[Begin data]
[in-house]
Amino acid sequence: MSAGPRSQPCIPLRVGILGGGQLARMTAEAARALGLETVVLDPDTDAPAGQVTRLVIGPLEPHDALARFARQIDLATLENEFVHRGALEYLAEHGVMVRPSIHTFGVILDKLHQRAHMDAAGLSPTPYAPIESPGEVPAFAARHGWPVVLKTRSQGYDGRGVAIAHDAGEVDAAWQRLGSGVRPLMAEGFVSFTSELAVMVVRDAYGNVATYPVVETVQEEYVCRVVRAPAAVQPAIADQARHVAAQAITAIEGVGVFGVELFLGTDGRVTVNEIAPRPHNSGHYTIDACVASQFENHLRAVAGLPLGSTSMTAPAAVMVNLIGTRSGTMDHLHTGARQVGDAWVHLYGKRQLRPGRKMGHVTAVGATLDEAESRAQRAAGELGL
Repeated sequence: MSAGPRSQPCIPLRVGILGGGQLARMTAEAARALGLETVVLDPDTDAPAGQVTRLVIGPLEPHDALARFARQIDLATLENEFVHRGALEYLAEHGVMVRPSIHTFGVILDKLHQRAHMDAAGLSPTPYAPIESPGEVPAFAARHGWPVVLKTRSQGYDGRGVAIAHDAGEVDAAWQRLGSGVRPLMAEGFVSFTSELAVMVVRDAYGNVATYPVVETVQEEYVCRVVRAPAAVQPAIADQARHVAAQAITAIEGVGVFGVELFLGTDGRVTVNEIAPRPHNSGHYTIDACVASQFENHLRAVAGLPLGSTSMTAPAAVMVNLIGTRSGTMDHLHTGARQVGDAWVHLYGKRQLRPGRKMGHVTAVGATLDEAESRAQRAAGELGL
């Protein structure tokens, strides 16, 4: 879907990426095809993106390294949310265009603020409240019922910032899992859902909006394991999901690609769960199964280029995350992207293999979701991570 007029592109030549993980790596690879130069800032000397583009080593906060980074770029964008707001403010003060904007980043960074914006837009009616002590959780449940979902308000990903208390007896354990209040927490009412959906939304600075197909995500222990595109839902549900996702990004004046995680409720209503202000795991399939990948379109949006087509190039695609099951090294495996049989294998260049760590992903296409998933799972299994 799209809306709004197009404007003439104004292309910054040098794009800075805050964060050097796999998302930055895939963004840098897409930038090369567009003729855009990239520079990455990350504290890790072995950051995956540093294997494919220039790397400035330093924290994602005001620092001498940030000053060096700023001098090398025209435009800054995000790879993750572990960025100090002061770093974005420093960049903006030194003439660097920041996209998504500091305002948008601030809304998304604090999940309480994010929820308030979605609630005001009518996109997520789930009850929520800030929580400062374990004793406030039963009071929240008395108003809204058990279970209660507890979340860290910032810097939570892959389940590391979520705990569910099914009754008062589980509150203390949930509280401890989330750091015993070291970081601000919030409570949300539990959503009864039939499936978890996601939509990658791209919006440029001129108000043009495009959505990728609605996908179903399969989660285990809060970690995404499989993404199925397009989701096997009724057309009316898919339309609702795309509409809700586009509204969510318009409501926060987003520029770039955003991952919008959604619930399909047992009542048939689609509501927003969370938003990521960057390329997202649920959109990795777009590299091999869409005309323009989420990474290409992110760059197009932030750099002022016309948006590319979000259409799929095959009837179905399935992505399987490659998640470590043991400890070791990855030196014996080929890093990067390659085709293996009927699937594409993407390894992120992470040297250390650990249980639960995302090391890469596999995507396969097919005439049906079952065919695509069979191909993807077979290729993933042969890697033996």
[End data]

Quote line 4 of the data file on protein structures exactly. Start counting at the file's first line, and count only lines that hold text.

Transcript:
């Protein structure tokens, strides 16, 4: 879907990426095809993106390294949310265009603020409240019922910032899992859902909006394991999901690609769960199964280029995350992207293999979701991570 007029592109030549993980790596690879130069800032000397583009080593906060980074770029964008707001403010003060904007980043960074914006837009009616002590959780449940979902308000990903208390007896354990209040927490009412959906939304600075197909995500222990595109839902549900996702990004004046995680409720209503202000795991399939990948379109949006087509190039695609099951090294495996049989294998260049760590992903296409998933799972299994 799209809306709004197009404007003439104004292309910054040098794009800075805050964060050097796999998302930055895939963004840098897409930038090369567009003729855009990239520079990455990350504290890790072995950051995956540093294997494919220039790397400035330093924290994602005001620092001498940030000053060096700023001098090398025209435009800054995000790879993750572990960025100090002061770093974005420093960049903006030194003439660097920041996209998504500091305002948008601030809304998304604090999940309480994010929820308030979605609630005001009518996109997520789930009850929520800030929580400062374990004793406030039963009071929240008395108003809204058990279970209660507890979340860290910032810097939570892959389940590391979520705990569910099914009754008062589980509150203390949930509280401890989330750091015993070291970081601000919030409570949300539990959503009864039939499936978890996601939509990658791209919006440029001129108000043009495009959505990728609605996908179903399969989660285990809060970690995404499989993404199925397009989701096997009724057309009316898919339309609702795309509409809700586009509204969510318009409501926060987003520029770039955003991952919008959604619930399909047992009542048939689609509501927003969370938003990521960057390329997202649920959109990795777009590299091999869409005309323009989420990474290409992110760059197009932030750099002022016309948006590319979000259409799929095959009837179905399935992505399987490659998640470590043991400890070791990855030196014996080929890093990067390659085709293996009927699937594409993407390894992120992470040297250390650990249980639960995302090391890469596999995507396969097919005439049906079952065919695509069979191909993807077979290729993933042969890697033996």